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Savoring a Natural No-Cal Sweetener

Tuesday, 20 July 2010 01:54 PM EDT

Sweet treats have appealed to human beings since time immemorial but with all our choices today, it’s easy to overindulge. Stevia, a natural zero-calorie sweetener, can keep your taste buds happy and help you stay in good shape.

The sweetener is made from the leaves of stevia rebaudiana, a plant that is native to South America but also grows in parts of Asia, including China. More than a thousand years ago, people in Paraguay used stevia much as we use sugar today, and as a medicine for digestive problems, mouth sores, and skin conditions.

Historically, the therapeutic effects came from drinking tea brewed with stevia leaves or from applying the herb to the skin. In studies, medicinal doses have lowered unhealthy levels of blood pressure and blood sugar, improved digestion, and inhibited the growth of harmful bacteria. (Stevia is found in some toothpastes and mouthwashes.)

Diabetes Implications

Although not conclusive, some studies have shown that as a sweetener, stevia may have a beneficial effect on blood sugar and blood pressure. It certainly doesn’t raise blood sugar, so it is a healthy option for people with diabetes or anyone who is trying to reduce his or her risk for the disease.

One study, published in the journal Appetite, compared the effects of stevia, aspartame (in NutraSweet and Equal), and sugar — used as sweeteners — on lean and obese people. Stevia was the only one that improved blood sugar and insulin function.

Where to Find Stevia

Until the latter part of 2008, stevia was available only as a dietary supplement in the United States because the FDA prohibited its sale as a sweetener. More recently, it has been approved as a food ingredient and is being added to more and more foods and drinks, sometimes in conjunction with other sweeteners to reduce overall calories.

Stevia is available in a variety of forms. Packets, generally equal to approximately two tablespoons of sugar, contain extracts of the leaves. The pure extract is most often combined with another ingredient as a bulking agent, because unadulterated stevia is 200 to 300 times as sweet as sugar and would be difficult to use in sufficiently tiny amounts. These are some popular brands:

SweetLeaf (www.sweetleaf.com): Packets and shakers contain an extract of the whole leaf, with more than 100 naturally present components, bulked with inulin, a healthy fiber found in fruits and vegetables. The extraction process uses only purified water and no chemicals. Liquid extracts, in water, come in a variety of flavors, including apricot nectar, cinnamon, chocolate raspberry, chocolate, English toffee, grape, lemon drop, peppermint, root beer, vanilla crème, and Valencia orange. Droppers make them easy to use.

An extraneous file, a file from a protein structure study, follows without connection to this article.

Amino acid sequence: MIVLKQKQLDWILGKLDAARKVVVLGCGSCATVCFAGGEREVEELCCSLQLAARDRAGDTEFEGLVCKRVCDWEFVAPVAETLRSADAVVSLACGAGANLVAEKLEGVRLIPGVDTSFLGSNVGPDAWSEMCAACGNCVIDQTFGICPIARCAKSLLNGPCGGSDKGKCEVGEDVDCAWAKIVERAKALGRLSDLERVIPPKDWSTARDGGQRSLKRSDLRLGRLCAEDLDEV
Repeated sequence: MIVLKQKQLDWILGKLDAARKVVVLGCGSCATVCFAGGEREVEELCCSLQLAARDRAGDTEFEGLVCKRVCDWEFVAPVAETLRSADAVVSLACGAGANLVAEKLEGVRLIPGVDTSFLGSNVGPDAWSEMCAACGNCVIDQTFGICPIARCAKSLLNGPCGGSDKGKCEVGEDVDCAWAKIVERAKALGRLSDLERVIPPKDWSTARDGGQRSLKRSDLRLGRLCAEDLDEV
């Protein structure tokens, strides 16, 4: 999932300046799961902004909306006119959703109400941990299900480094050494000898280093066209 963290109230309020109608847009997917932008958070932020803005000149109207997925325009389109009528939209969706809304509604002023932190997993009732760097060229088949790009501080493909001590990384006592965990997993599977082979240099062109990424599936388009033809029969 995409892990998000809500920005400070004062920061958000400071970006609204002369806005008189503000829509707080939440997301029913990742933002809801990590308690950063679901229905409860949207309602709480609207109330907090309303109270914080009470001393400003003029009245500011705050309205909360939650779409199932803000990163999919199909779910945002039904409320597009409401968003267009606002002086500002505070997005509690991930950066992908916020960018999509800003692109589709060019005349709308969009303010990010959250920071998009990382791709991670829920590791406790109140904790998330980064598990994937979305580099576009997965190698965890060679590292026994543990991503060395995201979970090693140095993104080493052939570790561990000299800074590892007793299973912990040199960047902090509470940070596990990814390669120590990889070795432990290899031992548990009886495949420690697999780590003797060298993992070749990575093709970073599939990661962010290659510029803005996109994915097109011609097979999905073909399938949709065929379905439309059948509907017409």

Simply-Stevia (www.stevitastevia.com): Packets and jars of powder contain pure extract. Because there is no bulking agent, you may need to test with a toothpick to get a small enough amount to suit your taste. The company also makes fruit-flavored powders and flavored liquids, including chocolate, cognac, lemon, mango, orange, peach, peppermint, strawberry, toffee, and vanilla. Less concentrated versions, mixed with other plant-based sweeteners, are also available.

PureVia (www.purevia.com): Used in some PepsiCo products, PureVia is also available in packets. It contains a proprietary extract of one key component of stevia leaves, Reb A, and is combined with other natural sweeteners made from plant ingredients, cellulose, and natural flavors.

Truvia (www.truvia.com): Used by Coca-Cola in some of its products, Truvia contains rebiana, a sweetener derived from selected components of the stevia plant. It’s available in packets, and is mixed with another plant-based sweetener and natural flavors.

Product Pros and Cons

The normal taste of stevia is not the same as sugar. If you want to try it, which product works best depends on your taste buds and overall health goals.

PureVia and Truvia don’t contain extracts of the whole stevia plant and are designed to appeal to consumer taste buds that are accustomed to more traditional sweeteners. There is no evidence that these specific ingredients may have any health benefits beyond being calorie-free and not raising blood sugar.

SweetLeaf and Simply-Stevia contain dozens of additional elements found the stevia plant. Will they deliver more health benefits? There isn’t enough evidence to definitely say yes, but there’s a chance. And, if your personal preference is the most natural product you can find, these might appeal to you.

Flavored extracts of the whole stevia plant offer more possibilities in coffee, water, seltzer, smoothies, yogurt, and salad dressings that call for sugar. As an example, for a healthy version of a cream soda, try a combination of SweetLeaf root beer and vanilla crème in seltzer. Test first, starting with only a drop or two of each extract.

If you routinely drink soda or high-calorie coffee drinks, adding any flavored stevia to seltzer, water, bubbly mineral water or plain coffee could create a healthier alternative. Zero calories can pack a lot of flavor — naturally.

© HealthDay

Tuesday, 20 July 2010 01:54 PM
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